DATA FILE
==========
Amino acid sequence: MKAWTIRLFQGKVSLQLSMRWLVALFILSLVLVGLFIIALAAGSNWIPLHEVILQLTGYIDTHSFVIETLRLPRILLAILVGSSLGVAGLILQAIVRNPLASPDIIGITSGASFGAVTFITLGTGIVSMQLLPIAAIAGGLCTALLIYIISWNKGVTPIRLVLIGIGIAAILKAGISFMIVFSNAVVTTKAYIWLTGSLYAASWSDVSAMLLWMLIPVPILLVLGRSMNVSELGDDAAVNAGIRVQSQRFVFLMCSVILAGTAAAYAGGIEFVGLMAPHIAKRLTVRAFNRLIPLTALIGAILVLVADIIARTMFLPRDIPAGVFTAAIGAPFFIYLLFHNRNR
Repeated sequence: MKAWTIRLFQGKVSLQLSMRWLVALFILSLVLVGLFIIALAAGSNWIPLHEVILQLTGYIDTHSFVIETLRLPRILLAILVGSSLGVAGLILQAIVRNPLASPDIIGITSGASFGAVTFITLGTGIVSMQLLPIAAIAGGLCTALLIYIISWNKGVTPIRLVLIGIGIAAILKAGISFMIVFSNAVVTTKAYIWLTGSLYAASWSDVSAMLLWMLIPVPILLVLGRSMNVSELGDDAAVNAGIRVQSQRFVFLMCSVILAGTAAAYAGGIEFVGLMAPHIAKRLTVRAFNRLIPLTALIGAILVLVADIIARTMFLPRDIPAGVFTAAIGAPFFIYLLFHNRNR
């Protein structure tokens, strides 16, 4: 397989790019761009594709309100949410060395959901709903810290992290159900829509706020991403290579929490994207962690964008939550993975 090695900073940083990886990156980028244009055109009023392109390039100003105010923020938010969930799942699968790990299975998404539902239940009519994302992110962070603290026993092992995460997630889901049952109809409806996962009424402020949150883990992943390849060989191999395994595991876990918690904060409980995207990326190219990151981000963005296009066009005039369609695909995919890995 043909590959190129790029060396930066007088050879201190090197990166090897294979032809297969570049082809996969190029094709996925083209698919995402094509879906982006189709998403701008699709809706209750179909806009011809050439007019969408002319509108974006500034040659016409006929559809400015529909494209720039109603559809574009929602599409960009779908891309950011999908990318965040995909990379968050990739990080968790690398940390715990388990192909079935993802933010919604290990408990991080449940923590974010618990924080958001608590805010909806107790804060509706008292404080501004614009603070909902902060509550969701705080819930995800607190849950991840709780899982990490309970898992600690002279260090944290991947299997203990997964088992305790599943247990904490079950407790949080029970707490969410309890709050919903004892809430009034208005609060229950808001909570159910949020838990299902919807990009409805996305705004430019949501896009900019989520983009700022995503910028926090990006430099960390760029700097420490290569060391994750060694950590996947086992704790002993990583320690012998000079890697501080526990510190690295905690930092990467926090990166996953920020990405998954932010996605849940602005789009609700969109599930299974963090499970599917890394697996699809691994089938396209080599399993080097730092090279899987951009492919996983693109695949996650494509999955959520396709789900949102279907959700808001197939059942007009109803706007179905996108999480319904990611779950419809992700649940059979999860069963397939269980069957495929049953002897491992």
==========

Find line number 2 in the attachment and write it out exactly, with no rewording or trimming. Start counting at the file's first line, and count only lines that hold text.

Repeated sequence: MKAWTIRLFQGKVSLQLSMRWLVALFILSLVLVGLFIIALAAGSNWIPLHEVILQLTGYIDTHSFVIETLRLPRILLAILVGSSLGVAGLILQAIVRNPLASPDIIGITSGASFGAVTFITLGTGIVSMQLLPIAAIAGGLCTALLIYIISWNKGVTPIRLVLIGIGIAAILKAGISFMIVFSNAVVTTKAYIWLTGSLYAASWSDVSAMLLWMLIPVPILLVLGRSMNVSELGDDAAVNAGIRVQSQRFVFLMCSVILAGTAAAYAGGIEFVGLMAPHIAKRLTVRAFNRLIPLTALIGAILVLVADIIARTMFLPRDIPAGVFTAAIGAPFFIYLLFHNRNR